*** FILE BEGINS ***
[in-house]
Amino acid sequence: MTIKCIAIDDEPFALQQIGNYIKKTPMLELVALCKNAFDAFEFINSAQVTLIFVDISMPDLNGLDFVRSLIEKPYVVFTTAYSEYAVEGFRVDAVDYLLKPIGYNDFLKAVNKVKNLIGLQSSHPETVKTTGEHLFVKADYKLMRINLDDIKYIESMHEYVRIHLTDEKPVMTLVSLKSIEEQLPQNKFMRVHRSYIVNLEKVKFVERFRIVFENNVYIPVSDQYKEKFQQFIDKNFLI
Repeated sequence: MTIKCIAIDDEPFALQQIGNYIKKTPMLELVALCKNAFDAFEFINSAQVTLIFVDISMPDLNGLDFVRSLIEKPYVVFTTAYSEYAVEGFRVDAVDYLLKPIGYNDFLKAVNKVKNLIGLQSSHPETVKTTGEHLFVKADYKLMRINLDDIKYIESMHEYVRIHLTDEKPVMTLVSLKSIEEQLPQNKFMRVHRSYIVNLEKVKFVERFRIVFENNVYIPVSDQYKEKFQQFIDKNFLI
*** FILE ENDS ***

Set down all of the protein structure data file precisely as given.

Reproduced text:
[in-house]
Amino acid sequence: MTIKCIAIDDEPFALQQIGNYIKKTPMLELVALCKNAFDAFEFINSAQVTLIFVDISMPDLNGLDFVRSLIEKPYVVFTTAYSEYAVEGFRVDAVDYLLKPIGYNDFLKAVNKVKNLIGLQSSHPETVKTTGEHLFVKADYKLMRINLDDIKYIESMHEYVRIHLTDEKPVMTLVSLKSIEEQLPQNKFMRVHRSYIVNLEKVKFVERFRIVFENNVYIPVSDQYKEKFQQFIDKNFLI
Repeated sequence: MTIKCIAIDDEPFALQQIGNYIKKTPMLELVALCKNAFDAFEFINSAQVTLIFVDISMPDLNGLDFVRSLIEKPYVVFTTAYSEYAVEGFRVDAVDYLLKPIGYNDFLKAVNKVKNLIGLQSSHPETVKTTGEHLFVKADYKLMRINLDDIKYIESMHEYVRIHLTDEKPVMTLVSLKSIEEQLPQNKFMRVHRSYIVNLEKVKFVERFRIVFENNVYIPVSDQYKEKFQQFIDKNFLI